February 22, 2018

Open House at Lyme Local History Archives, Oct. 21, to Feature WWI documents from Lyme Families

On Saturday, Oct. 21, from 1 to 3 p.m., special displays at the Lyme Local History Archives will showcase World War I (WWI) letters,documents and photographs saved by Lyme families.  Letters now in the Archives written by five Lyme soldiers give a picture of the last years of the war in Army posts in Georgia and on the front lines in France.

Also on view will be Archives materials from 1917–1918 including Lyme Grange minutes, which record local concerns on the home front.  Resources for researching  Connecticut relatives who served in the war will be displayed.

In 2016, the Archives began a two-year project to solicit documents, letters or photographs related to World War I from Lyme families.  A number of families responded by donating WWI materials or allowing scans of documents.  The Open House will highlight these materials new to the Archives as well as WWI materials given by previous donors.

The Lyme Local History Archives are located in the Lyme Public Library at 482 Hamburg Rd  (Rte. 156) in Lyme, Conn.

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Collins of Old Lyme Named a ‘Best Lawyer in America’ … Again

Attorney John A. Collins, III of Suisman Shapiro.

John A. Collins, III of Old Lyme has again been selected by his peers for inclusion in The Best Lawyers in America® 2018. Collins is an attorney specializing in the field of Personal Injury Litigation at Suisman Shapiro Attorneys at Law in New London.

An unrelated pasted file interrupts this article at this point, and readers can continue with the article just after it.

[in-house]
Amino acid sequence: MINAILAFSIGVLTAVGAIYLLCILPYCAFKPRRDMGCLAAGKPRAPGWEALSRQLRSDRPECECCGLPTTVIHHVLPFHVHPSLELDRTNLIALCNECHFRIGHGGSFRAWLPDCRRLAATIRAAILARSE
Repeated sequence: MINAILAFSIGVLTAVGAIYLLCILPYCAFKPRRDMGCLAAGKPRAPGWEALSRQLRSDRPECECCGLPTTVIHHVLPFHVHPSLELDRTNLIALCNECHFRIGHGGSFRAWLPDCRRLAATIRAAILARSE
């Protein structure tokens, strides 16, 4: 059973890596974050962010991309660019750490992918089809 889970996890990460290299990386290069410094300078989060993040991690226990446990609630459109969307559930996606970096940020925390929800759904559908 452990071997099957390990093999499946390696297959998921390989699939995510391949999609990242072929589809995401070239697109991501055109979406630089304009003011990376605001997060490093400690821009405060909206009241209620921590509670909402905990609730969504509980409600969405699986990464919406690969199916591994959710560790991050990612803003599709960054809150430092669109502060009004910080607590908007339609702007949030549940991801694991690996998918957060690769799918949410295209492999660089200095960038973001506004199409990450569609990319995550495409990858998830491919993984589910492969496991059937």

Two of Collins’s fellow attorneys at Suisman Shapiro, Matthew E. Auger and Robert B. Keville , were also named in the Best Lawyers listing — Auger in the practice area of Medical Malpractice Law and Keville in the area of Workers’ Compensation Law.

Since it was first published in 1983, Best Lawyers® has become universally regarded as the definitive guide to legal excellence. Best Lawyers lists are compiled based on an exhaustive peer-review evaluation. Lawyers are not required or allowed to pay a fee to be listed; therefore, inclusion in Best Lawyers is considered a singular honor. Corporate Counsel magazine has called Best Lawyers “the most respected referral list of attorneys in practice.”

“For more than a third of the century,” says CEO Steven Naifeh, “Best Lawyers has been the gold standard of excellence in the legal profession.” President Phil Greer adds, “We are extremely proud of that record and equally proud to acknowledge the accomplishments of these exceptional legal professionals.”